Jane emailed me the other day asking me about penny auctions. Penny auctions are those sites that let you win awesome prizes, like Apple iPads and Microsoft XBoxes, for pennies. PENNIES!
Here’s her email, which entertainingly enough, asks specifically about a company that was accused and shut down by the SEC  for “allegedly” running a $600 million Ponzi scheme:
I love your blog. It is a plain English of everyday life lessons blog. I am totally confuse about something and would appreciate your help. I would like to know if you can write a piece above penny auctions, specifically zeekrewards. I looked at there website and many other sites for an abc explanation of what it does. I still cannot grasp its concept. I would appreciate your finance knowledge and your well explain skill to help guide me. Thank you and I forward to your blog.
(I left the first part in because who doesn’t love a nice compliment??? :))
Before we get into anything about penny auctions themselves, it’s worth noting that in mid-August, the SEC shut down ZeekRewards . They called it a $600 million online Ponzi and pyramid scheme, the owner settled for $4 million and his ownership in the company, and the court has appointed a receiver to distribute the assets to “investors.” I don’t know what that means for people who bid and won items on the site but they were shut down by the SEC so you can draw your own conclusions there. I’m skeptical.
How Do Penny Auctions Work?
The penny auctions works a lot like a regular auction with a few distinct, and very profitable, differences. Every time you bid, the price goes up by just a penny but you don’t bid for free, each bid will cost you money. When you sign up for a site, such as Quibids (another big one in the industry), you have to buy “Bid Packs.” The packs will contain bids and the bids cost 60 cents a piece at Quibids, though they can be more or less at other penny auction sites.
Another difference between penny auctions and regular auctions is when the bidding ends. There’s a timer on each auction and the timer is extended for every bid that is submitted. On Quibids, they add another twenty seconds. So the timer might say 15 seconds left but the bidding could last for much longer. There are a few variations as to what each site will allow but these are the basics. For example, on some sites, losers forfeit everything they’ve bid. On other sites, they get to purchase the item at the fair market value minus whatever they’ve bid (Quibid lets you do this, how benevolent of them!).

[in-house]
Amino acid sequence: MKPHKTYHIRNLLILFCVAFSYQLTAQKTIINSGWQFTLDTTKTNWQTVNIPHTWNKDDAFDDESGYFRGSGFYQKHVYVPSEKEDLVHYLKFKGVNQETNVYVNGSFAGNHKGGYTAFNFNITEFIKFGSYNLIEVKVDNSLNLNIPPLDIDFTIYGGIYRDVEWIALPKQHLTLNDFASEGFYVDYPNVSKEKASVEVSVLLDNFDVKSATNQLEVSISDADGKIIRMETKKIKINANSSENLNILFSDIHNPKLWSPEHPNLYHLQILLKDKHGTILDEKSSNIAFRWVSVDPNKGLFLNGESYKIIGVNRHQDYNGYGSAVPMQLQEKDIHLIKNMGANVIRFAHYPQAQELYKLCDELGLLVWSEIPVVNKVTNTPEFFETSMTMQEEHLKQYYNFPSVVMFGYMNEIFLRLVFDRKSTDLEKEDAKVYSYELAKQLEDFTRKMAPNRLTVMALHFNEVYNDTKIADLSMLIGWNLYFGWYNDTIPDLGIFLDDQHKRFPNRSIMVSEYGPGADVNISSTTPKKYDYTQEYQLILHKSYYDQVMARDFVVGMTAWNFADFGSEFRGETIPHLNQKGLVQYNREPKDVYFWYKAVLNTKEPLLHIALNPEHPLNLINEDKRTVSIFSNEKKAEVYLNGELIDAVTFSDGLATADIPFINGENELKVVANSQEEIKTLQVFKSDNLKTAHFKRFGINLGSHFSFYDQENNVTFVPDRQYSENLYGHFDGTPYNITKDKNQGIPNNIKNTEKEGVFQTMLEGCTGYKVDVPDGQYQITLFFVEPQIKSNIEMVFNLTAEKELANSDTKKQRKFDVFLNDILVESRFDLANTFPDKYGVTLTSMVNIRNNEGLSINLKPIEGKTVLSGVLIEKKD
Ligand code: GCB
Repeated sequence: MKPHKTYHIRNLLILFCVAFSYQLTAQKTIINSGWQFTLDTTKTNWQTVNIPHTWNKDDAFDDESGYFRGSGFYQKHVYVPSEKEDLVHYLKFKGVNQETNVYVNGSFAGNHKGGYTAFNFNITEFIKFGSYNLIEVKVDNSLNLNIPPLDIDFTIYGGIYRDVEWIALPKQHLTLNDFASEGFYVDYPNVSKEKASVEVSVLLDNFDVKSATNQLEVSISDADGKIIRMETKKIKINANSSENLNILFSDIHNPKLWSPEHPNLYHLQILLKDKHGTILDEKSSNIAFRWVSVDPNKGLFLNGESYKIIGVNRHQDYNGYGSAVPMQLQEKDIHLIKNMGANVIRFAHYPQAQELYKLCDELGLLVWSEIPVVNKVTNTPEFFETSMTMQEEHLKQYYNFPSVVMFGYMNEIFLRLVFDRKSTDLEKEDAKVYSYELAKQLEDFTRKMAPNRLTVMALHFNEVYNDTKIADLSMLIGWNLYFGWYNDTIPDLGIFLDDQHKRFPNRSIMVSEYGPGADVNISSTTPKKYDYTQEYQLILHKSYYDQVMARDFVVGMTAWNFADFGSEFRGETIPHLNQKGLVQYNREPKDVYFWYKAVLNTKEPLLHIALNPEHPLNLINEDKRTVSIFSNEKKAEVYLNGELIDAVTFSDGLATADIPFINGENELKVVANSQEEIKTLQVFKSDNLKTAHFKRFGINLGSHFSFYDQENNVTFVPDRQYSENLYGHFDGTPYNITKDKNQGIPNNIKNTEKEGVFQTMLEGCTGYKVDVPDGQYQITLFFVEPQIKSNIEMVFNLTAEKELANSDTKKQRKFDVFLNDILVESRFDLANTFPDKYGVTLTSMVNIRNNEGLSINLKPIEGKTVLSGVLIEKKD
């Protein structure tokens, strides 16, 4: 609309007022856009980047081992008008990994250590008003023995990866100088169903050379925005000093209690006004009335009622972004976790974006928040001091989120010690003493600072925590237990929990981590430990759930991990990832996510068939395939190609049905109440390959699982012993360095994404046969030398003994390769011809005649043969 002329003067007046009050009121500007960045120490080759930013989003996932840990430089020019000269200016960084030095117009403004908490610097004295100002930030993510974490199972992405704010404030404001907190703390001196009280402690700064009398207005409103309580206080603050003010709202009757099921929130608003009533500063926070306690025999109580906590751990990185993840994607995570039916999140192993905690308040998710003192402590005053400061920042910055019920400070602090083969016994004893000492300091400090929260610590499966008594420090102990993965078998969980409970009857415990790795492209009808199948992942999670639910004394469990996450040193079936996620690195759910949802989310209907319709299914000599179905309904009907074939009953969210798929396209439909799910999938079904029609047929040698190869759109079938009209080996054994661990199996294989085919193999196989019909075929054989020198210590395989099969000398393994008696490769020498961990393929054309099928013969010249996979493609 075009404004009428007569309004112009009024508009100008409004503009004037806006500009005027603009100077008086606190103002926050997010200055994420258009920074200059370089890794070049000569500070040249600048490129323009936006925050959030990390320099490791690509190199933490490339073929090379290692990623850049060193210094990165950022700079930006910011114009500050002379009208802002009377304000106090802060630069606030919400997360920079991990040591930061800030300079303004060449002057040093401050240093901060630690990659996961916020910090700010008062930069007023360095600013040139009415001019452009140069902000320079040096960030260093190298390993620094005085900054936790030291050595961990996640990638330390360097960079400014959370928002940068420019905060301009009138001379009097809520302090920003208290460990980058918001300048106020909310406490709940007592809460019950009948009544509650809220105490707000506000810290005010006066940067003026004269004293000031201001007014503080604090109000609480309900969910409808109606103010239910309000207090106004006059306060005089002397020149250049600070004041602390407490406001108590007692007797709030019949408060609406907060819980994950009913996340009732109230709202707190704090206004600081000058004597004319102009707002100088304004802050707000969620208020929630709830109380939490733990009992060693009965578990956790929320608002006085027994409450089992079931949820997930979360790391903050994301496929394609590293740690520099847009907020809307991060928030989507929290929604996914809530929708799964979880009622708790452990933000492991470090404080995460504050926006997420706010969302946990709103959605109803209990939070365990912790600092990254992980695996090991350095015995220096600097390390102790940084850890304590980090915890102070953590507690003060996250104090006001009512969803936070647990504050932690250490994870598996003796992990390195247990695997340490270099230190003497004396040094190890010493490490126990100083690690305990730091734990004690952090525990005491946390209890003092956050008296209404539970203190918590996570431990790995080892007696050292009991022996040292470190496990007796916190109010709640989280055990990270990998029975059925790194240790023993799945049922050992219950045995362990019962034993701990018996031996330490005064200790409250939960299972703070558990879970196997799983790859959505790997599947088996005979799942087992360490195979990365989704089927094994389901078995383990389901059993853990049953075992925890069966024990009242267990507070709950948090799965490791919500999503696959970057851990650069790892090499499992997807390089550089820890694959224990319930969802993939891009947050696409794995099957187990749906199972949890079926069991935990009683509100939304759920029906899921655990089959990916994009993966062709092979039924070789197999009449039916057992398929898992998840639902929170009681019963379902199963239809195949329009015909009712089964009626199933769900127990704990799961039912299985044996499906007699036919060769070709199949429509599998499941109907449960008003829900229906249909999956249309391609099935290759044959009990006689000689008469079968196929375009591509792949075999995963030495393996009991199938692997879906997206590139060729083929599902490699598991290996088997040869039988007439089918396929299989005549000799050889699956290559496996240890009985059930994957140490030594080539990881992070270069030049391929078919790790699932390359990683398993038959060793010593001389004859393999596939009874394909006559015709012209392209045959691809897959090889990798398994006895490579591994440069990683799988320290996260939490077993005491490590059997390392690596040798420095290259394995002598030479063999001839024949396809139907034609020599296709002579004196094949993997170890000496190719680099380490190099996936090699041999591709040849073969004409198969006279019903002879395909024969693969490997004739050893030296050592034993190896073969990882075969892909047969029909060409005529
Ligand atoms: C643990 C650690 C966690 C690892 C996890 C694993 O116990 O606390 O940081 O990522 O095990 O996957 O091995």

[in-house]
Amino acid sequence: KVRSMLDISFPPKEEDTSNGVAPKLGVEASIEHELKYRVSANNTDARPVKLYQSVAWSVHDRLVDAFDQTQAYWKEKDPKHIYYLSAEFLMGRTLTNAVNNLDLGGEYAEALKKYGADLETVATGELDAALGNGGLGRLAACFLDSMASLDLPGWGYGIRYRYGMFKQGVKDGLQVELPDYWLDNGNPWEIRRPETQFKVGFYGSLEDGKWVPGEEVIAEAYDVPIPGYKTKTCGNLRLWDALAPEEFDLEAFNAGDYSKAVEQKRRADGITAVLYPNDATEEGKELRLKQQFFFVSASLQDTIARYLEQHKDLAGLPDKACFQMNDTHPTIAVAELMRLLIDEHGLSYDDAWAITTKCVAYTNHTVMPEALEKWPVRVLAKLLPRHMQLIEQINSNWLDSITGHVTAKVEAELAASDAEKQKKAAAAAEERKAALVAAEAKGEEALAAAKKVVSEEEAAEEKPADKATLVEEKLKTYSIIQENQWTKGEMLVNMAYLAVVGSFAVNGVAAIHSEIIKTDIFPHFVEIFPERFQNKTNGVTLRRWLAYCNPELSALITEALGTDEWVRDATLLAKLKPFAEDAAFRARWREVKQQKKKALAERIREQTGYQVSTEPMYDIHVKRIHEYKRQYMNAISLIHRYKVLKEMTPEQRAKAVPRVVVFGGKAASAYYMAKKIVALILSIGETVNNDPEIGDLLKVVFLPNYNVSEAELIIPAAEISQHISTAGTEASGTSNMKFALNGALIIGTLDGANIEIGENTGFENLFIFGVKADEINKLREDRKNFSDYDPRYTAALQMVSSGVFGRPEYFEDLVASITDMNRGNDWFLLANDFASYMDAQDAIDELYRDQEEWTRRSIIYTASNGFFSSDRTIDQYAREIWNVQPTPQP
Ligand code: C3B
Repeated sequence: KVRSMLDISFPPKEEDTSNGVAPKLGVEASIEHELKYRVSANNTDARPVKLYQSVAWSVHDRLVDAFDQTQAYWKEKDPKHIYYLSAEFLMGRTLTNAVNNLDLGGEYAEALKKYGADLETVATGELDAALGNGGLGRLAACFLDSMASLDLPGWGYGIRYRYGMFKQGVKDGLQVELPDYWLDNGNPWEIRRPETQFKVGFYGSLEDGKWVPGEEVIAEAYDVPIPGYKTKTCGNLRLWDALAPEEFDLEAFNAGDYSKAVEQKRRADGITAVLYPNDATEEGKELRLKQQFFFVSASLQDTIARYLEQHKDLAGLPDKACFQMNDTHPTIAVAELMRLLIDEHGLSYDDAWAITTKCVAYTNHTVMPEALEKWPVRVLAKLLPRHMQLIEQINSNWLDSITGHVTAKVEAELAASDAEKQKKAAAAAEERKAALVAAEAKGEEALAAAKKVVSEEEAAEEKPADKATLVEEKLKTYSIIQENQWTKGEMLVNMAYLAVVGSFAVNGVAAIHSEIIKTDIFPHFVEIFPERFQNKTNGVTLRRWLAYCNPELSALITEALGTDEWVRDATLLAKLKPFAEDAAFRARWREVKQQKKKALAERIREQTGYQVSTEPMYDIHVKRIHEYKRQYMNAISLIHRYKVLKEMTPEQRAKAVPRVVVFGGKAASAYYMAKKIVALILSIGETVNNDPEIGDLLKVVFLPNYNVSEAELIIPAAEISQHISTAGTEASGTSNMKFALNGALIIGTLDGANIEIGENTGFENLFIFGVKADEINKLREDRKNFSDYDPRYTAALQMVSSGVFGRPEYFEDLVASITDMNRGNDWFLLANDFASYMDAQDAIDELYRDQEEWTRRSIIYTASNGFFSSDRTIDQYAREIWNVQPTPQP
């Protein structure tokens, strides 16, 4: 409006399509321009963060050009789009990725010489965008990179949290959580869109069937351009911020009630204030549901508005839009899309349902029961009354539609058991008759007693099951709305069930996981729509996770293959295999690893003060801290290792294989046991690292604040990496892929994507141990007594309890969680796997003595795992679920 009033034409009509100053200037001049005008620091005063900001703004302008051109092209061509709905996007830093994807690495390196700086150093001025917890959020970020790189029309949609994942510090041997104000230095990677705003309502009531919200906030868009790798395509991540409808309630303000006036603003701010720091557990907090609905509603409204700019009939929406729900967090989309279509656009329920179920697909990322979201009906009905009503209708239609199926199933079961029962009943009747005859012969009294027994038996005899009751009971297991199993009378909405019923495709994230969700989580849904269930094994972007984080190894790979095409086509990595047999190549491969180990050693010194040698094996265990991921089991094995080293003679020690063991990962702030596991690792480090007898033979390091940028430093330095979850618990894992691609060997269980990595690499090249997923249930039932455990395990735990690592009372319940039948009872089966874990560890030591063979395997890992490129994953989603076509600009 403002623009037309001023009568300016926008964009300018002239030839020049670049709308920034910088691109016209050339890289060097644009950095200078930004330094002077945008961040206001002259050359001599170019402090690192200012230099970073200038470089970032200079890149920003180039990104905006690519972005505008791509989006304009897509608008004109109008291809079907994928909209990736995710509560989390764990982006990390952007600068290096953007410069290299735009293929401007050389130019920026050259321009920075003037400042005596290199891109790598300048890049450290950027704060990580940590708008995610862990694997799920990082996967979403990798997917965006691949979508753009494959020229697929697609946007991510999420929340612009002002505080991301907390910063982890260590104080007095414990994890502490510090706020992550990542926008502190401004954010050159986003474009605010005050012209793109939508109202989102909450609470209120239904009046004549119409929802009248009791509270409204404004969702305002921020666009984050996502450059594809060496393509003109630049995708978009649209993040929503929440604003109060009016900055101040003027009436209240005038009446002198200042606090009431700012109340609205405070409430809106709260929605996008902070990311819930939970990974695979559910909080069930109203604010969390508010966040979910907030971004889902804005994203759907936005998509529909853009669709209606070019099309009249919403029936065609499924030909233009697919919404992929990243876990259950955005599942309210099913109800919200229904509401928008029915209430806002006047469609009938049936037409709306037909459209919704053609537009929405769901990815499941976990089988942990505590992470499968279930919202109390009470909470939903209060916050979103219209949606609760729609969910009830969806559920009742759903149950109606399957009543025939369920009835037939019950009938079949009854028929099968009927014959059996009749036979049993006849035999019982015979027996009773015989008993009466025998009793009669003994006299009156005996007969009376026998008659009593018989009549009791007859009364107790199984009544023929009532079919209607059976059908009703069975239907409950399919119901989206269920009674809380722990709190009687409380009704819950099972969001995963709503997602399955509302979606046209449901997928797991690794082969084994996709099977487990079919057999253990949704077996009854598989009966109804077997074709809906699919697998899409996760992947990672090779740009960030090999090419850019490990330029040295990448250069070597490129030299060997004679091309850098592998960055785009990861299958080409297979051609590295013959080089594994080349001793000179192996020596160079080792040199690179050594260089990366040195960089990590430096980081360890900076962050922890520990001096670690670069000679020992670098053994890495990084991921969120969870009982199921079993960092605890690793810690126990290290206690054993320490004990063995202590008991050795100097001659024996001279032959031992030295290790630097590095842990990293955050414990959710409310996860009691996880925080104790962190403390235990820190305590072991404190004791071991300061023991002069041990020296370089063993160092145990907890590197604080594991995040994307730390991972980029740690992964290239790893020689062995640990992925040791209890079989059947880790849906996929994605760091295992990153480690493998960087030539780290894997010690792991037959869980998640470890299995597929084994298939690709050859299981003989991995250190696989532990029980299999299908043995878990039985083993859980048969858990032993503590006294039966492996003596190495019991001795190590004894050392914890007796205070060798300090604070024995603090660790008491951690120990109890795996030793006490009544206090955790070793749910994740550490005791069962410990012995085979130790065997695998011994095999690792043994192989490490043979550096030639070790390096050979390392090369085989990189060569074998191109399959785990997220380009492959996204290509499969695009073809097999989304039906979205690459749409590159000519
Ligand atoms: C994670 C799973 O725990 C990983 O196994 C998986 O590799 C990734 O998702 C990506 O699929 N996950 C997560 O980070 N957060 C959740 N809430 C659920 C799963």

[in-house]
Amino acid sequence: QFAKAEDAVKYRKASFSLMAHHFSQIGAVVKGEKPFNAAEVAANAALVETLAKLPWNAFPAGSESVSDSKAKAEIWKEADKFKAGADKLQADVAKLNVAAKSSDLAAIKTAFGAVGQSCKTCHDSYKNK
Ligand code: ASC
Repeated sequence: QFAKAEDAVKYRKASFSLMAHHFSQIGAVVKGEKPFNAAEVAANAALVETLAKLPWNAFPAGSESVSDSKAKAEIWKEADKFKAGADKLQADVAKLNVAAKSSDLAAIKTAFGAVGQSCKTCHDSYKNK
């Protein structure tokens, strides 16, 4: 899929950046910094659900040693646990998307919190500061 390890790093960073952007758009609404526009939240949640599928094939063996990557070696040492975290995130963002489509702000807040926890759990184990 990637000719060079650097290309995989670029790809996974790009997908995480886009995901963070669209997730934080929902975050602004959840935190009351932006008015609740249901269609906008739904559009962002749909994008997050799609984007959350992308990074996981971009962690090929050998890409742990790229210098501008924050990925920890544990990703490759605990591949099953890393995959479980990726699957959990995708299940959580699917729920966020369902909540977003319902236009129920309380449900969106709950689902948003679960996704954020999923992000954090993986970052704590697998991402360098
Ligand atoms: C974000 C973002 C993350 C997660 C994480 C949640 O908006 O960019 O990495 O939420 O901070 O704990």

I was looking at the homepage of Quibids, where they have live auctions, and I wanted a $25 ExxonMobil gift card get sold for $0.55. Sounds awesome right? 54 bids is $32.40 in fees, at 60 cents a bid, means Quibids made off with $7.40 for the auction (assuming they’re buying it at face value). Then, they get an extra $0.55 from the winner, so nearly $8 in profits on a $25 gift card.
What to see larger numbers? I watched bidding on a Supersonic SC72MID 7″ Android Tablet (you can buy this on eBay for $99.99) get up to $6.22 – which is over $372.60 in bid fees. The winner only put in 41 bids and after paying the $6.22, got the tablet for just $69.17. Everyone else? The six hundred other bids? Those go into the coffers of Quibid.
Are They Scams?
I’ve never read anything that would indicate that penny auctions, in general, are scams. It’s that you separate the cost of the item (the bid) from where the money is really made. At sixty cents, or more, a bid, the winner is being subsidized by all the losers.
One unspoken risk about all this is that there are shill bidders pumping up auctions. Earlier in the day, that same tablet went for $0.73 to a guy who made one bid. For $1.46 thirty minutes earlier. The site does show statistics and other fun little items to help you try to understand trends but you’ll never know if there’s a shill in there. I suspect these are there to help losers feel like they have a shot at the next one and can “figure out” the system. Penny auction sites have been investigated for being more like gambling than an auction . The stats they show users is a lot like the list of numbers next to the roulette wheel. 🙂
I don’t know if they are scams but I’d never use them.